‘Every step we take’ could be monitored and analysed if facial recognition tech isn’t reined in, UK data watchdog warns
The head of the UK’s Information Commissioner’s Office (ICO) has raised alarm over the potential abuses of facial recognition software, after several investigations found that the technology was not being properly deployed.
UK Information Commissioner Elizabeth Denham noted in a blog post published on Friday that facial recognition technology can be harnessed to make our lives more efficient and secure, but said there was a clear danger that it could be misused.
Live facial recognition (LFR) technology capable of scanning people’s faces in real time as they walk down the street or enter a shop can be used “inappropriately, excessively or even recklessly,” the head of the UK data watchdog said, noting that there could be “significant” consequences if sensitive personal data were collected on a mass scale without people even knowing they were being monitored.
We should be able to take our children to a leisure complex, visit a shopping centre or tour a city to see the sights without having our biometric data collected and analysed with every step we take.
Denham said that, unlike CCTV, LFR is able to identify individuals in real time and “instantly profile you”. While the tech can be used for more benign purposes such as creating customised adverts, it can also lead to greater surveillance.
She pointed to six ICO investigations into the use, testing and planned deployment of LFR systems in the UK, noting that none of the organisations involved in the probes was able to fully justify why it was using the technology, and none was fully compliant with regulations under current data protection laws. As a result, all of the organisations involved in the investigations paused or halted their use of LFR technology.Also on rt.com Oxford secretly used cell phone data to track millions as part of government-ordered vaccination study – media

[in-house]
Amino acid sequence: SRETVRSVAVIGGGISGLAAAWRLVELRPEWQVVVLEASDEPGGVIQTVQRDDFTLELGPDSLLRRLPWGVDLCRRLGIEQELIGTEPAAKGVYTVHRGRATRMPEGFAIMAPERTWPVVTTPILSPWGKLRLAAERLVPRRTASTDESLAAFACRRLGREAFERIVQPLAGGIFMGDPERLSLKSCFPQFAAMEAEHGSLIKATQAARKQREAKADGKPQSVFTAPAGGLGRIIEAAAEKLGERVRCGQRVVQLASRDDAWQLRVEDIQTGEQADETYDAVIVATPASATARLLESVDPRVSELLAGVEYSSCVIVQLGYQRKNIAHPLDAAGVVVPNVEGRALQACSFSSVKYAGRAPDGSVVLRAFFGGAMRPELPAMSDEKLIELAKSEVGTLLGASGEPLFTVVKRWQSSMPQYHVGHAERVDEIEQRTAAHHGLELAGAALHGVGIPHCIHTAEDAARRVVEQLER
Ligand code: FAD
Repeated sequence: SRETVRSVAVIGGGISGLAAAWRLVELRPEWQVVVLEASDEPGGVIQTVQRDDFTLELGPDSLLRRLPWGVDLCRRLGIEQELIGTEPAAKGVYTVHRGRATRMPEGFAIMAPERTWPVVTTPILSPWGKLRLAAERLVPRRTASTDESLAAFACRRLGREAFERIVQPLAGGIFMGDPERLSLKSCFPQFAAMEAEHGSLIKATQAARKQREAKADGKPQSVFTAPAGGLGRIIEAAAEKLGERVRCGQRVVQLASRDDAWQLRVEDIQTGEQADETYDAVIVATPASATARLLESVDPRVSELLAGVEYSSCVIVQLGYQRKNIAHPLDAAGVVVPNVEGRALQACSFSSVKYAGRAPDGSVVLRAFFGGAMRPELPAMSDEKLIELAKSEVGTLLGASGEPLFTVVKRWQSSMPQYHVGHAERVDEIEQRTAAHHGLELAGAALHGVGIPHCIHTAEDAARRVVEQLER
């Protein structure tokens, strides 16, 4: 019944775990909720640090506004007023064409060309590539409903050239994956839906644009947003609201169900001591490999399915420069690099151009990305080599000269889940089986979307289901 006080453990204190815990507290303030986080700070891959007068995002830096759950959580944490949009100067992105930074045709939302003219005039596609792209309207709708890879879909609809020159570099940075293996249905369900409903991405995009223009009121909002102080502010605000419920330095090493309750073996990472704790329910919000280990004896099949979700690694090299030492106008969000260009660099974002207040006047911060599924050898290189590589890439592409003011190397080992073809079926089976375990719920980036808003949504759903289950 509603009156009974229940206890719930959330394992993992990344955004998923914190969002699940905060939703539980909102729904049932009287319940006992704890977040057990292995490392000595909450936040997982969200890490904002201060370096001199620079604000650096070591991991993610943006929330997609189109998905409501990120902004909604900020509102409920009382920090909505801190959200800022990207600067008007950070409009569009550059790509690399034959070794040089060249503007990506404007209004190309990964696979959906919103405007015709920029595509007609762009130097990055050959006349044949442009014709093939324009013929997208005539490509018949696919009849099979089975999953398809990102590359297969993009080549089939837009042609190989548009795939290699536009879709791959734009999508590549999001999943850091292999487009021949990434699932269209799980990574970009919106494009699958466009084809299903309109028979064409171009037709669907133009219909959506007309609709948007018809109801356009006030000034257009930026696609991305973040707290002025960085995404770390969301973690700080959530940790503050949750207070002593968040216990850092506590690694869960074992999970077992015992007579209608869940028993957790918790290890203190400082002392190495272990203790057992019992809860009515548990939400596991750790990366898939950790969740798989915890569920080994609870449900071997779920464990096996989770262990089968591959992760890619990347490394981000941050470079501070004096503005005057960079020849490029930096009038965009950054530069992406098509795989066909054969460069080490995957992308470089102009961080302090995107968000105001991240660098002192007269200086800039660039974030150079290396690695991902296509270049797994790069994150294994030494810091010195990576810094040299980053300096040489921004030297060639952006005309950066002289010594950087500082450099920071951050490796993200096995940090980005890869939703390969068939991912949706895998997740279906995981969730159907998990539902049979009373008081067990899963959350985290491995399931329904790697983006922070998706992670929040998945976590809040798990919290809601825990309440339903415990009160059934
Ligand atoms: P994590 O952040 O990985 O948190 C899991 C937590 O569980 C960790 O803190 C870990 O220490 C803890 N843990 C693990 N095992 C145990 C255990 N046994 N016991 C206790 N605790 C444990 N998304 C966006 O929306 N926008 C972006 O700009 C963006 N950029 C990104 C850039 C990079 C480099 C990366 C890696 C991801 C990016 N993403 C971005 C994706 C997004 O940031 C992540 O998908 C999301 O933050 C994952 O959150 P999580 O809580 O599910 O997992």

The proposed LFR systems wanted to use the technology to create customised billboards based on biometric profiles.
In an opinion issued following the investigations, Denham said that “the law sets a high bar to justify the use of LFR” and that “data protection and people’s privacy must be at the heart of any decisions” to use the potentially invasive tech.
The debate over personal privacy rights has become more lively as technology surrounding data collection and processing continues to forge ahead. Last month, the UK government admitted that it used phone data to analyse people’s movement patterns without their knowledge as part of a vaccination study, a new report claims. Officials are said to have preserved the subjects’ anonymity, however.
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